Upper Tract Urothelial Cancers An EAU Guidelines Discussion - Paolo Gontero

February 7, 2023

Sam Chang and Paolo Gontero discuss the updated EAU guidelines for upper tract urothelial carcinoma (UTUC), focusing on three main topics that have been subject to revision. Drs. Gontero and Chang discuss the relationship between UTUC and genetics and the recommendation that patients presented with UTUC should receive a medical history that is focused on ruling out Lynch syndrome prompting germline DNA sequencing mutation. The second topic they cover in this discussion is risk stratification. The stratification of UTUC into low and high risk for conservative treatment has not been fully validated, and a recent study proposed a three-tier categorization with intermediate risk for patients with multifocal disease. Lastly, they discuss the advantages and disadvantages of neoadjuvant versus adjuvant treatment.


Paolo Gontero, MD, Professor of Urology, Chair, Department of Urology, University of Torino School of Medicine, Molinette Hospital, Torino, Italy

Sam S. Chang, M.D., M.B.A. Patricia and Rodes Hart Endowed Chair of Urologic Surgery Professor Department of Urology at Vanderbilt University Medical Center

Read the Full Video Transcript

Sam Chang: Hello, everyone. My name is Sam Chang. I'm a urologist in Nashville, Tennessee, and I work at Vanderbilt University. I have the great honor and privilege actually to introduce one of the leaders in European urology and actually one of the international leaders when talking about urothelial carcinoma, and that is Professor Paolo Gontero. Professor Gontero is the Chair of the Department of Urology at Molinette Hospital in Torino, Italy, and is a professor at the University of Torino. So we've asked Professor Gontero to actually enlighten us on the new EAU guidelines to upper tract urothelial carcinoma. It's been recently updated, and he's been kind enough to share some slides as he is one of the lead authors. So dear Paolo, welcome, and thank you for spending some time with us and we look forward to your presentation.

Paolo Gontero: Thank you very much, Sam, Professor Chang, and thank you very much for... it's a great honor for me to be invited, and we should thank also UroToday for this kind invitation. It's a great honor for me. I think I will try to go through here with my conflicts. I will try to go through three main topics that have been subject to some little revision, I would say, because, as we all know, UTUC is a field where evidence, strong evidence is still lacking. And so I'd like to address a little bit about the relationship between UTUC and genetics, because we know that UTUC, while being rare in itself with two cases out of 100,000, and this is at least in Europe, actually is the third most common cancer of the so-called Lynch syndrome. And this is after colorectal and endometrial cancer.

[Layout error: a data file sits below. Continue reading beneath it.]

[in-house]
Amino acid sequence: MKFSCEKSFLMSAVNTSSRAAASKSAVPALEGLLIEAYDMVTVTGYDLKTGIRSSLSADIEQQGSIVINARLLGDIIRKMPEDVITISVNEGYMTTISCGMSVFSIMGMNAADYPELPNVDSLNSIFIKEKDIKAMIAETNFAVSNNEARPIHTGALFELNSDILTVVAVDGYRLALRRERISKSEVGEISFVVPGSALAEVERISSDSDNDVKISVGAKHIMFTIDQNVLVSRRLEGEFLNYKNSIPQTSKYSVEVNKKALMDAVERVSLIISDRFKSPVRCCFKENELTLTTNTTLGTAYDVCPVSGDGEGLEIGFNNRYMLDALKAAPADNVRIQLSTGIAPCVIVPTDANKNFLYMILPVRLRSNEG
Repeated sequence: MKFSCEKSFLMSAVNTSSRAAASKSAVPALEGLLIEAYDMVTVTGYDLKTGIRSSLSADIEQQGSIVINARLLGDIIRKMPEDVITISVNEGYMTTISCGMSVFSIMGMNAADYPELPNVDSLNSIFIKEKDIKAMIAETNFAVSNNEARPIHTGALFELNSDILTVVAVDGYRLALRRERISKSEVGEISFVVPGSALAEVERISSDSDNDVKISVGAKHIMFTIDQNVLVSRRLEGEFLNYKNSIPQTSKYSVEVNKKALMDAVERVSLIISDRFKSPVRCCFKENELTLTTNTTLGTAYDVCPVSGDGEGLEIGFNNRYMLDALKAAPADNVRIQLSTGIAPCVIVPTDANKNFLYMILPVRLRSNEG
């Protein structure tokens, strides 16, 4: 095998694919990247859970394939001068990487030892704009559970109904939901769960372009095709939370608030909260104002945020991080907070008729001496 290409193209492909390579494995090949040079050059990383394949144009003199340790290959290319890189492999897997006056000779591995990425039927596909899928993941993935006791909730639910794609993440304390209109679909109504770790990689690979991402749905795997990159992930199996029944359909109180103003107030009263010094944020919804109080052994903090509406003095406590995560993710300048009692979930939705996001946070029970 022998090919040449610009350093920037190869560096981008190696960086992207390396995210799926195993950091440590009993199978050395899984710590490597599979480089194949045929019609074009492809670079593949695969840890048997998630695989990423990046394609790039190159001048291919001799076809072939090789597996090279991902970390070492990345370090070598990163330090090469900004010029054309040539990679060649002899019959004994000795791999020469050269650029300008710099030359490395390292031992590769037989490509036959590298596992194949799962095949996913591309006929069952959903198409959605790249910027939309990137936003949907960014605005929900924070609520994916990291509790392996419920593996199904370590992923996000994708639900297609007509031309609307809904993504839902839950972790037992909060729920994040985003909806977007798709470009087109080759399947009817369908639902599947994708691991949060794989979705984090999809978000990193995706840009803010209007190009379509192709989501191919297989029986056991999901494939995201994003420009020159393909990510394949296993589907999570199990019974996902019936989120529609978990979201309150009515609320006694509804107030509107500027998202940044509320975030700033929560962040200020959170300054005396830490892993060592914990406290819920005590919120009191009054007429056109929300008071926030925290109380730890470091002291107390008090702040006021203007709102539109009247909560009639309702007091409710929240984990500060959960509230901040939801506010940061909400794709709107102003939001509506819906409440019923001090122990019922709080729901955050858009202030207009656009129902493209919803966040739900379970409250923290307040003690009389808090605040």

We all know that Lynch syndrome is basically caused by germline mutation in one of the four so-called mismatch repair genes. We can actually suspect quite easily this mutation has a loss of expression of the genes by doing immunohistochemistry. But if we do immunohistochemistry in all sporadic UTUC, we will come across up to 9% of cases that have some alteration UTUCs, and this beings a strong genetic component, I think. And if we do, we check for DNA sequencing of the germline mutation of the mismatch repair gene, we will find around 4 to 5% of UTUC that have actually strong link with Lynch syndrome.

So, under this premises, the guidelines panel last year has just a little bit refined what should be the workflow for patients that present with UTUC. And the recommendation, which is actually a weaker recommendation, because actually, the evidence is not so strong, is that patients presented with UTUC should receive a medical history that is focused to rule out Lynch syndrome, and young age, personal history of Lynch-related cancers or first-degree relatives with a history of Lynch-related cancer, particularly when they're young, actually should prompt germline DNA sequencing mutation search.

But the question is still open on what should we do when in cases of a sporadic UTUC where we do not have a strong history of Lynch syndrome? Should we do immunohistochemistry in all cases and look for this 9% chance of potential Lynch syndrome? I think the question is still open, and probably we need really more evidence, but I think that this is really something that should not be overlooked, particularly really strong implications set in our daily clinical practice.

Concerning the stratification of UTUC, you know that in 2017 that the EAU panel proposed that this categorization in low and high risk, and this was actually designed in order to select those patients who would be good candidates for conservative treatment. But there is a problem because while these individual variables have been individually validated, all set of these variables that account for low or high risk has not undergone really a validation. Recently, there had been a study that has actually tried, attempt to validate this categorization, and this study, again, is based on a retrospective series of 1000 to 100 UTUC patients that received nephroureterectomy. And what they found is actually that the EAU categorization has a 70% accuracy to predict patients who have an organ-confined, noninvasive UTUC, which are the patients that more likely could receive conservative treatment.

But what they found also of interest in this study, and this has just been published this year, is that they actually proposed a three-tier categorization of UTUC, low, intermediate, and high risk. They added the intermediate risk, just mimicking the non-invasive cancer categorization. And this category accounts also for multifocal disease in patients who had a previous cystectomy. This kind of category has a higher risk than the low-risk patients, but could be potentially amenable for conservative treatment.